Important Notice to the Afflicted
ALL Persons suffering from PARALYSIS, SPINAL
AFFECTIONS, RHEUMATISM, NEURAL-
GIA, ASTHMA, Pain in the Head, or all cases of INFLAM-
MATION or CONGESTION, should at once try Mr G. W.
Gedney’s VACUUM APPARATUS, by Dr. Junod, which has
been practised with great success for upwards of 40 years.
Testimonials of the highest character on application to
Mr. G. W. GEDNEY,
64, Victoria Street, London Road, Ipswich.
Source: The Ipswich Journal, Sat 24 June 1871
The apparatus referred to was developed in the 1830s by Victor Theodore Junod, and as Mr Gedney here clearly acknowledges Junod, it seems likely that he just had one in his possession rather than that he was claiming any credit for inventing it.
The device, known as the haemospasic apparatus or exhausting apparatus, was an alternative to blood-letting, producing the supposed beneficial effects without the dangers of blood loss. The picture below (taken from the London Lancet in 1853, but it was a woodcut that was also used elsewhere) shows how it worked, and this description from The Journal of Health (Grindrod, London, 1852) explains further:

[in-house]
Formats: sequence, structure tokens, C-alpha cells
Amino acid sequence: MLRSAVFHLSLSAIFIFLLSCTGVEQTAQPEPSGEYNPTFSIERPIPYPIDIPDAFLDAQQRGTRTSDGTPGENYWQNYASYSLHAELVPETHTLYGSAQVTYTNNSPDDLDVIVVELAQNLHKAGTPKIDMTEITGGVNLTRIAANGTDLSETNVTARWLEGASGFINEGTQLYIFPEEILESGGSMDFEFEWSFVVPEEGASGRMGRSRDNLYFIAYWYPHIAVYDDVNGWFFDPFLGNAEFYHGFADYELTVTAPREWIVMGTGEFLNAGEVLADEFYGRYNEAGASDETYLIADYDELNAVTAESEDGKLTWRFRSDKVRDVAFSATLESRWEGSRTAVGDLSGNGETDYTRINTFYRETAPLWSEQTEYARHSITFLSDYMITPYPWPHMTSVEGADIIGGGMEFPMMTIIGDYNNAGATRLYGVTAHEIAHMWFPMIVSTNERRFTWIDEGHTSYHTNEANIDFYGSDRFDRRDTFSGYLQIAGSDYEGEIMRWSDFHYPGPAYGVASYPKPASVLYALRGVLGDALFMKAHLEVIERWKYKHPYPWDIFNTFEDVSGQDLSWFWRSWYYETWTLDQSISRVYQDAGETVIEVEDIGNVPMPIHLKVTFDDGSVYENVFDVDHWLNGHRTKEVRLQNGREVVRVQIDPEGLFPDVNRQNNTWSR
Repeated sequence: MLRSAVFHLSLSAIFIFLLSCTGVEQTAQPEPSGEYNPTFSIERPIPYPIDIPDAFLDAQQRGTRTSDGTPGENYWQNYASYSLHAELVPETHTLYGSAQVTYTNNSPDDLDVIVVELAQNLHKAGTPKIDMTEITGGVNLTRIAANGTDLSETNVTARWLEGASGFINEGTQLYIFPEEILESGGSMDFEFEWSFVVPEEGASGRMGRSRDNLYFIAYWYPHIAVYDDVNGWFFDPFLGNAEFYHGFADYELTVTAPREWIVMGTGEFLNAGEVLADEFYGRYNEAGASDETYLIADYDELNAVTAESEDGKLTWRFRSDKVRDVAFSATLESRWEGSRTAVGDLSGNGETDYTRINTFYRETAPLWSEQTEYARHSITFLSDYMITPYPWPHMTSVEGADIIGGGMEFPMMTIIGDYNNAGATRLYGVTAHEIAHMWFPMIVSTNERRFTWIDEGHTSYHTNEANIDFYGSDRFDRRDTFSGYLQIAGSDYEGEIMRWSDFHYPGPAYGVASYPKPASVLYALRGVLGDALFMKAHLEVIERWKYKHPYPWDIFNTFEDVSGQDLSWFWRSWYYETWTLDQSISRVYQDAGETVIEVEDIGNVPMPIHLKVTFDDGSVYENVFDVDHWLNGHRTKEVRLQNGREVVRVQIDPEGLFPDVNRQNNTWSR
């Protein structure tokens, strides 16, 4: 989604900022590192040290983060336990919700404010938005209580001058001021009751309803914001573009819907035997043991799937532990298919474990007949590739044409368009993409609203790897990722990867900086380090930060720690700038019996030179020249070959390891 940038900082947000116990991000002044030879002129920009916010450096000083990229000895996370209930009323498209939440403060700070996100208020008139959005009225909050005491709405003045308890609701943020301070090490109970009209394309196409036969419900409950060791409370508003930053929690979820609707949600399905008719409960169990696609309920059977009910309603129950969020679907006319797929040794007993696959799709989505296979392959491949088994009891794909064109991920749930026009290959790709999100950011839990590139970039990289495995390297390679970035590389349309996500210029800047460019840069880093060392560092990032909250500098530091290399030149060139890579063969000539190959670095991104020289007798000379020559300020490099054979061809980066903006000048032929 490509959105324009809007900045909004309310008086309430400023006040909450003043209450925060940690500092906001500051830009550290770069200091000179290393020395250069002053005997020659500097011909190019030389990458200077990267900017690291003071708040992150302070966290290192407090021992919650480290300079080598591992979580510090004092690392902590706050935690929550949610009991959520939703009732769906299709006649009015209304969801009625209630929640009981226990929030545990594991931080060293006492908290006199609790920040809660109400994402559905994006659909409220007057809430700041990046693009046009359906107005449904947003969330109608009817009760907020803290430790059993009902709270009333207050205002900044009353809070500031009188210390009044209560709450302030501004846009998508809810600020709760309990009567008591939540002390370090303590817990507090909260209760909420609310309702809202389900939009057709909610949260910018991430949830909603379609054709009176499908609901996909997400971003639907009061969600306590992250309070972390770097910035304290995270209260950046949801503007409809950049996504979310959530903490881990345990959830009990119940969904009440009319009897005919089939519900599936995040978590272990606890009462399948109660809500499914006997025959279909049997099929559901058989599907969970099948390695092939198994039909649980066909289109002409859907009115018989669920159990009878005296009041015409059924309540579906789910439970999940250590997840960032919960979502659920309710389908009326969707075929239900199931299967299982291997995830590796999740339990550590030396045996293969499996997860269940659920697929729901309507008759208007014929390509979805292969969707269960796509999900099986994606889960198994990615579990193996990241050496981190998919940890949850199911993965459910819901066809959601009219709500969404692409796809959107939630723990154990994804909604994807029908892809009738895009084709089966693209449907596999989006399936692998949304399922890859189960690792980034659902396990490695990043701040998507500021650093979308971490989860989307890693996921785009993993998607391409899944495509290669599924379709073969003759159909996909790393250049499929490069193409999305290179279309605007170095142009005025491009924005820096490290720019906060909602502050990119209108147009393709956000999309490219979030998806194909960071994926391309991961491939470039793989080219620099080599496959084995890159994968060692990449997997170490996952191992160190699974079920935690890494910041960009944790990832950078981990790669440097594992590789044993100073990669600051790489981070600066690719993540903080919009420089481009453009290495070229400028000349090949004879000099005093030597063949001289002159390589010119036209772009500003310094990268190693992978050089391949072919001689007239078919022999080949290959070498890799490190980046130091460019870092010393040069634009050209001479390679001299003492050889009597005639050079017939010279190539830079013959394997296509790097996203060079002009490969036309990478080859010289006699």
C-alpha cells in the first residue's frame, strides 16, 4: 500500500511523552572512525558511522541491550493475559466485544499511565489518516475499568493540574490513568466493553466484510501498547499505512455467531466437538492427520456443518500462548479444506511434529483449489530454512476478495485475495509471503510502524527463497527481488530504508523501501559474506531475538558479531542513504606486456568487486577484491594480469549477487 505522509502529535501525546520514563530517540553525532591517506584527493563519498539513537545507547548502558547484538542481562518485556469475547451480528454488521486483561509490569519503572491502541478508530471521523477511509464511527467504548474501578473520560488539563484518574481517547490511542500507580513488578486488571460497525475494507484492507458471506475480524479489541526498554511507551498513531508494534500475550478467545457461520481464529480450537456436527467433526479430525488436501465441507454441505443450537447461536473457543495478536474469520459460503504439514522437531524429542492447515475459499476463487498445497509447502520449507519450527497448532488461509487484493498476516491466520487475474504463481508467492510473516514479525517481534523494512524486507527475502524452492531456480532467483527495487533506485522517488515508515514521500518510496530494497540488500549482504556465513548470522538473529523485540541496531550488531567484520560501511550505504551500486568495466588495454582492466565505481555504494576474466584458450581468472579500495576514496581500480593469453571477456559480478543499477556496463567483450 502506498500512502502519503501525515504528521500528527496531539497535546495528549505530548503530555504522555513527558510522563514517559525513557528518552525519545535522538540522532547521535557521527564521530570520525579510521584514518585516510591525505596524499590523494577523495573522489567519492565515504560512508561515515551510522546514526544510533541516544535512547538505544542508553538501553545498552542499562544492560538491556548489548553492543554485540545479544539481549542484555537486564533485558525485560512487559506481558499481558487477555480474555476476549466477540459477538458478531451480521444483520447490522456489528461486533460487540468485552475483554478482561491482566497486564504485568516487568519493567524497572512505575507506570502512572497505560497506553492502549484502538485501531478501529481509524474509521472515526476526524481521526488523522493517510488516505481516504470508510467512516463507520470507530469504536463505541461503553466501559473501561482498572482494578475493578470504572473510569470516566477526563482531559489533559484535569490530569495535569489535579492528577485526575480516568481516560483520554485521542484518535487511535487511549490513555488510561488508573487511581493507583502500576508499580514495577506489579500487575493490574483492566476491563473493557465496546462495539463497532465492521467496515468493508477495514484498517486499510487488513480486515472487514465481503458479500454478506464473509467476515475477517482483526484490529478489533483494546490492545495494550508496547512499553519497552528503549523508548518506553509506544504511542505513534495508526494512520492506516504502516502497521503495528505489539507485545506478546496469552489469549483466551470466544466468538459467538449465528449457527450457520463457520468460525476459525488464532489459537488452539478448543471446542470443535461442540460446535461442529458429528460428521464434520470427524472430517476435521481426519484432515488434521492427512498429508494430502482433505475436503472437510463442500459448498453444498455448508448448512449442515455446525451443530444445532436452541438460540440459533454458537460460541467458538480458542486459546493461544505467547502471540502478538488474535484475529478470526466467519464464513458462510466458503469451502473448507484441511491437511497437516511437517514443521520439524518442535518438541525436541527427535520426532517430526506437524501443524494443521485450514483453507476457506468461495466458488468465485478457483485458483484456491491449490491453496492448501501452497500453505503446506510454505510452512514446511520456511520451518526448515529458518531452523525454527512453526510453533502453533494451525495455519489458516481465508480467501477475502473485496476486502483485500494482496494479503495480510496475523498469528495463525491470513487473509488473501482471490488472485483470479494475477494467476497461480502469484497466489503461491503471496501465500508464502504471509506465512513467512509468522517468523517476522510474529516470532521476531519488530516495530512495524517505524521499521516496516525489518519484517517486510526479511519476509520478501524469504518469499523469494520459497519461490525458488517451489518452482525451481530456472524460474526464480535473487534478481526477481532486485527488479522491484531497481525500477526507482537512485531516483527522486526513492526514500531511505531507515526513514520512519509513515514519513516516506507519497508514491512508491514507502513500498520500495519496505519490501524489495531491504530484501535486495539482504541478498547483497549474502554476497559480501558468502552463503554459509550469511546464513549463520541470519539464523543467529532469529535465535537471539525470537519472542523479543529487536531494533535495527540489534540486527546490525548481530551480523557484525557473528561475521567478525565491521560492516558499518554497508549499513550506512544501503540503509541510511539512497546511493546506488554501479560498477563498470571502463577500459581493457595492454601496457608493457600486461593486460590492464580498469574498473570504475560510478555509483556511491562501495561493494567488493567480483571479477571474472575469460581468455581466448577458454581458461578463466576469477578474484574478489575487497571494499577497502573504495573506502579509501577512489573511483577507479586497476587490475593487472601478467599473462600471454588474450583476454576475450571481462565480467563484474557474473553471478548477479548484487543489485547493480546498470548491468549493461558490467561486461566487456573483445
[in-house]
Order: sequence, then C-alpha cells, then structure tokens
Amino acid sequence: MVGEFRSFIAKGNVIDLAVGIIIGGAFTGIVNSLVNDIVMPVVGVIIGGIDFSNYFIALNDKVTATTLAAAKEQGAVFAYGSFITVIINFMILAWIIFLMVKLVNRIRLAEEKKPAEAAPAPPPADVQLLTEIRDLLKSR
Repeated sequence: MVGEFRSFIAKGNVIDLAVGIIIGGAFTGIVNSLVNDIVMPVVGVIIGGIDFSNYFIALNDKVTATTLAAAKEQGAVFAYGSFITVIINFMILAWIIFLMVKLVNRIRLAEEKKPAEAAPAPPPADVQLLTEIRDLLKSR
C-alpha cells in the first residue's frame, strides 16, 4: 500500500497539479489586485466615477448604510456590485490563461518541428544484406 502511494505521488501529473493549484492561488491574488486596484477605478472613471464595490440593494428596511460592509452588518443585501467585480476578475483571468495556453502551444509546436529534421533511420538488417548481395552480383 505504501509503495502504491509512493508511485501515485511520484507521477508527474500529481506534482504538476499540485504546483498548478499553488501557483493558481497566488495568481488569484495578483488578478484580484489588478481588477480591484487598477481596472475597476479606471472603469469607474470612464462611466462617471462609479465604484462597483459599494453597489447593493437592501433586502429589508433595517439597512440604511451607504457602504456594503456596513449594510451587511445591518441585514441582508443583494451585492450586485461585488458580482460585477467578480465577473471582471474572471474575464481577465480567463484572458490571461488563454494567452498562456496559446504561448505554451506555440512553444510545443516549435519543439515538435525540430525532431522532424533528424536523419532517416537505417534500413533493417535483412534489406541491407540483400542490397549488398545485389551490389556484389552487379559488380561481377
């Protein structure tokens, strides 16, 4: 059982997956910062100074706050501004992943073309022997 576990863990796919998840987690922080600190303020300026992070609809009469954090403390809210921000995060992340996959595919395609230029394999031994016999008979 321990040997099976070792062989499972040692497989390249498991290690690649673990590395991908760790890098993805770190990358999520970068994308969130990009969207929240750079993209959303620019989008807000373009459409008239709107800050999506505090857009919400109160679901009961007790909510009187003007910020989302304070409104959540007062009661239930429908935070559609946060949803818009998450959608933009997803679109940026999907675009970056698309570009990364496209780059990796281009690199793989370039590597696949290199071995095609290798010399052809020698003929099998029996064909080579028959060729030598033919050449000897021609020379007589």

…a tin boot, into which the leg of the patient is inserted, and from which the atmospheric air is gradually withdrawn, by means of a small air pump, the top of the boot being kept in air-tight apposition to the leg, by means of a broad belt of vulcanised india-rubber.
The idea was like dry cupping on a larger scale – the blood would be sucked into the limb (the device could be also be used on the arm), therefore withdrawing it from general circulation, weakening the pulse and possibly even causing the patient to faint. This, Junod believed, would reduce fever and palliate any inflammatory conditions.
The effects, while not gruesome, don’t sound very pleasant:
No pain, but only a slight uneasiness, is experienced in the limb enclosed in the boot, which is found, on being withdrawn, to be much increased in size, and the blood does not entirely return into the circulation, and the leg resumes its original size, at first for twenty-four hours. (Journal of Health).
The invention was popular in French hospitals and when it was displayed at the Great Exhibition, its potential to replace blood-letting resulted in it being tried out in British hospitals too, with mixed results. Army surgeon A. MacLean M.D. (quoted in The Medical Times, July-Dec 1853) was somewhat underwhelmed:
I have to report that this apparatus has been tried in a variety of cases in this hospital, with the view of testing its power as a therapeutic agent; and have to state that the beneficial results have been very partial, and in many instances no effect of a favourable character was obtained.